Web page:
Gary recently acquired this horizontal band saw called the Wood-Mizer. His partner Dave was just learning how to run it. We set the board up on the machine and Dave started cutting. Right off the start the blade began rising as it moved through the wood. Instead of cleaving the beam in half Dave was making a door wedge for a giant. Jared notice it first, “Andy look the blade is raising. You should stop him.” “stop stop,” I yelled over the noise. The settings were fine for the soft old growth Redwood beams they were slicing up earlier but not for the dense, hard White Oak.
As a third generation boat builder from Maine, furniture maker, master ukulele maker I guess I should have just assumed Jared had “logged a quite a few hours on one of these Wood-Mizers.” He patently explained the proper way to reset the saw to cut harder woods like White Oak and his favorite fallen Koa trees harvested from the forest floor in Hawaii. He show us how to adjust the opening of the mouth, the tensioning of the blade and finally how to fine tune the pressure on the stream of soap and water that is sprayed on the blade aiding as a lubricant and clearing the blade of chips allowing the blade to pass through the beam smoothly.
Reset the blade sliced through the stubborn old beams like butter.
Look hiding in those beams was this book-matched pattern. It takes a lot of work to get to this point and I want to thank Jared and Joyce Kim who helped me mill this wood. Because the wood is heavy it is impossible for me to do by myself. The bonus of working with a professional photographer is that sometimes you are gifted great pictures and the bonus of working with someone as skilled as Jared is that from lumberyard to shop he helped me imagine and layout the pattern of the wood grain.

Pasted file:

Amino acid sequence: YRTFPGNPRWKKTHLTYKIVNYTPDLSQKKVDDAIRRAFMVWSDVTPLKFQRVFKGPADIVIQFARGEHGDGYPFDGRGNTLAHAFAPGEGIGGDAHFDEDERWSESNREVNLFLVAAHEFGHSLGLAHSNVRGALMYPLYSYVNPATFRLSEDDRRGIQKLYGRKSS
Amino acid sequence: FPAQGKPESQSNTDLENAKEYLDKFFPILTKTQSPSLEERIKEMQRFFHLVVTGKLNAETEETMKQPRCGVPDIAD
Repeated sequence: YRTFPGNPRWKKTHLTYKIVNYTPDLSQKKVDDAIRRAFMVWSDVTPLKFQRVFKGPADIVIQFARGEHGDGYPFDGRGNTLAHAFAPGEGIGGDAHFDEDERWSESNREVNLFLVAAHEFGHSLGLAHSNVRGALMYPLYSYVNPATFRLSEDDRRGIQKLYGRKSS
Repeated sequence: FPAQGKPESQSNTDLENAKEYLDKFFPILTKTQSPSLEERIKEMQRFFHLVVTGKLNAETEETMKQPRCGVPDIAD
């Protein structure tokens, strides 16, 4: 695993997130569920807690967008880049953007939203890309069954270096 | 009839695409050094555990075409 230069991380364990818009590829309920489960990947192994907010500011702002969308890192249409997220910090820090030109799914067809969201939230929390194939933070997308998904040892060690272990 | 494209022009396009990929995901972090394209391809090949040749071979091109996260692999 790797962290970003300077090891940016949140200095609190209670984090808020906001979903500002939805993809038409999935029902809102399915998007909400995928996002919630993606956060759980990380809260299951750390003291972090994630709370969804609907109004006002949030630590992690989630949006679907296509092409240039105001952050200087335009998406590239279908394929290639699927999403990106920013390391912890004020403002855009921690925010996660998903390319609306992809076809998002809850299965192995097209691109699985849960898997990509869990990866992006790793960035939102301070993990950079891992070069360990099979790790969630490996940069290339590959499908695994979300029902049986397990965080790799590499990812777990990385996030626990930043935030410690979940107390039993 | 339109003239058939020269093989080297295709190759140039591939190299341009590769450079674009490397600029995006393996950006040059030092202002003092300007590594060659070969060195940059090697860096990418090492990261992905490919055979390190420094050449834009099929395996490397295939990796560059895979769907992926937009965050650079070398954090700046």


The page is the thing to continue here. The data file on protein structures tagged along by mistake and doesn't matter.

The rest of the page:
After milling the patching begins. All of the patches on this table I did by hand with a hammer and chisel. I did it this way because it is a process I enjoy and can do in my shop without the aid of any large machines. It is meditative and calming and I have to admit I quite enjoy this task, however it takes a long time. No really it takes a long time. Now I know I could have done this on the mill in a 1/16th of the time but I guess this didn’t sit well with me.
The act of cutting out the patches and matching the grain is very personal.
Repeat 54 times. Next time I am going to choose wood with fewer faults.
Finally, the table is glued up and ready for milling.
Los Angles Sunset
The mill bit hums, wines and screams along the surface of the oak executing the carving in two stages. The first is the rough cut which removes the bulk of the material with straight cutting bit.
The rough patterns are carved like rice patties tiered up a mountain.
Buzz. . .wine. . . white oak smells like whiskey.
A solid carbide ball end bit is used for the final smoothing pass.
All done. . .